Even before Salman had met and spoken with Prophet Muhammad his search for the truth is impressive and not unlike the search undertaken by many people today.  It is not uncommon to hear new Muslims talk about moving from one religion to another searching for the light of truth and for the spark that only their soul recognizes.  So far Salman has spent many years acquiring knowledge and knowing that something is missing.  He has endured heart ache and abuse and his patience in the face of adversity is about to bear a delectable fruit.

When Salman first heard about the arrival in Yathrib of a man calling himself a prophet, he was eager to meet him and devised a way to escape the eyes of his brutal master and meet that man.  Salman found a way to confirm the signs of prophethood the old priest had told him about and when he was convinced of those signs, he threw himself at Prophet Muhammad weeping and kissing his hands and feet.  Prophet Muhammad drew him upright and said, “O Salman, reveal your story”.[2]  The sahabah listened in awe possibly in much the same way that born Muslims today listen to the stories of those who convert to Islam often giving up everything to do so.

Let us hear what Salman himself has to say about what happened next.  He begins… “When I had finished, the Prophet said, ‘O Salman! Make a deal with your owner to free you.’  My master did agree to free me in exchange for the following: ‘Three hundred date trees, as well as one thousand, six hundred silver coins.’ Hence, the sahabah helped by providing around twenty to thirty date plants each….  The Prophet said to me, ‘Dig a hole for each date-plant.  When you are finished, let me know so that I can personally set all the date-plants into place with my own hands.’ Thus, with the help of my friends, I dug holes wherever the date-plants were to be put. 

Later on, the Prophet came.  We stood by his side holding the plants as he set them into the ground… not a single plant died out… I still had the silver to pay.  A man came with gold which was roughly the size of a pigeon’s egg.  The Prophet said, ‘O Salman!  Take this and pay off whatever you have to.  Allah will surely make it sufficient for your debt.’ It outweighed the one thousand, six hundred coins.  I not only paid off my dues, but what I had left with me was equivalent to what I had given them.”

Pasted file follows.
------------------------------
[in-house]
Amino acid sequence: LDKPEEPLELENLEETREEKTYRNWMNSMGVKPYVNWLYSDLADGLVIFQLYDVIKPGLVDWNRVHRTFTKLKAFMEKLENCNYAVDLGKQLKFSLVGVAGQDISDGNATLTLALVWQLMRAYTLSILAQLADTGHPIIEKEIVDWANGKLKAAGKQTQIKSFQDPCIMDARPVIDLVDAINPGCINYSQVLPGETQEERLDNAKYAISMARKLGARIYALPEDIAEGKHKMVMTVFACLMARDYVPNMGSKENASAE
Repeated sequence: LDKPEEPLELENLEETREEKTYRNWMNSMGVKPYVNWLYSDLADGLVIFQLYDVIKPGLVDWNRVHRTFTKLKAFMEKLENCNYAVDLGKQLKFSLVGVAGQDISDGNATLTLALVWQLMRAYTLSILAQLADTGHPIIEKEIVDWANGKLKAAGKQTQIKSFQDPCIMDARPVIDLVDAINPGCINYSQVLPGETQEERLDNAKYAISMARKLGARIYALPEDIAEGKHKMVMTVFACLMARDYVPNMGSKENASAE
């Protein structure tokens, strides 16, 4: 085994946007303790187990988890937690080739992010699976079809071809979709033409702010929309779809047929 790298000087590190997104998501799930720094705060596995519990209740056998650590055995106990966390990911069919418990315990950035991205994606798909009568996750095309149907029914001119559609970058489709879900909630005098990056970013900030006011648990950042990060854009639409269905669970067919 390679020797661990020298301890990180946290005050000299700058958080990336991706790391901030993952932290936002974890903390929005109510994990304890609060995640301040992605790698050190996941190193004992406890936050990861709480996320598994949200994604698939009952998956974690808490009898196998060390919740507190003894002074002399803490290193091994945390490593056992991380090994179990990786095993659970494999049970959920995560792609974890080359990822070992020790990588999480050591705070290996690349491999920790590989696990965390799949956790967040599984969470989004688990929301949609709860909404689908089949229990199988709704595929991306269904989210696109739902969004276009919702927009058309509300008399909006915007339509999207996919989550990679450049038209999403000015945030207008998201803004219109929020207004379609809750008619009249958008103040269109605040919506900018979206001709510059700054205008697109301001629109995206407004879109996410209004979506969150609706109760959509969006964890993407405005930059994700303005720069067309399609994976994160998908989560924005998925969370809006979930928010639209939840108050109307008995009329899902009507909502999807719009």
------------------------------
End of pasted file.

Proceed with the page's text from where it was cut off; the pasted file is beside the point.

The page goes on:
Again Salman’s story is not dissimilar to the stories we hear from new Muslims today.  Many will talk about the blessings of Allah raining down upon them, or their du’a being answered almost immediately.  Allah takes special care of the new Muslims and knows the hardships they faced and the struggles that are to come.  Salman is a great example of how a convert to Islam is able to embrace his new religion and way of life.  He demonstrates that a search for enlightenment will eventually lead one to the truth.  Salman was the first person from Faris to convert to Islam and the first person known to translate parts of the Quran into a language other than Arabic.  He is known in Islamic history for his innovative methods of warfare and his closeness to Prophet Muhammad.  Salman Al-Farsi left his unique mark on the history of Islam and is believed to have died around 655 CE.



Footnotes:

[1] Yathrib is the city that Prophet Muhammad and his followers migrated to from Mecca.  It then became known as Medina. Medina is also the Arabic word for city.

[2] Imam Ahmad.